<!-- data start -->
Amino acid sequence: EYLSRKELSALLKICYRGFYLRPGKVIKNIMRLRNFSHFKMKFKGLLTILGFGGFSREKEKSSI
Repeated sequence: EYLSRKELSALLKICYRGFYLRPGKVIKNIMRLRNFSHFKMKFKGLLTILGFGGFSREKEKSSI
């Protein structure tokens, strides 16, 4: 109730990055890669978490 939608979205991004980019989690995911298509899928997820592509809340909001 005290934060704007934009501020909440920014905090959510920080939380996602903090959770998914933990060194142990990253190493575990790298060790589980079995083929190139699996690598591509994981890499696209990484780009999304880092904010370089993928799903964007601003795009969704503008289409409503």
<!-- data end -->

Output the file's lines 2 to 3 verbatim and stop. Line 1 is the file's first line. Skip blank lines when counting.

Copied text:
Repeated sequence: EYLSRKELSALLKICYRGFYLRPGKVIKNIMRLRNFSHFKMKFKGLLTILGFGGFSREKEKSSI
């Protein structure tokens, strides 16, 4: 109730990055890669978490 939608979205991004980019989690995911298509899928997820592509809340909001 005290934060704007934009501020909440920014905090959510920080939380996602903090959770998914933990060194142990990253190493575990790298060790589980079995083929190139699996690598591509994981890499696209990484780009999304880092904010370089993928799903964007601003795009969704503008289409409503």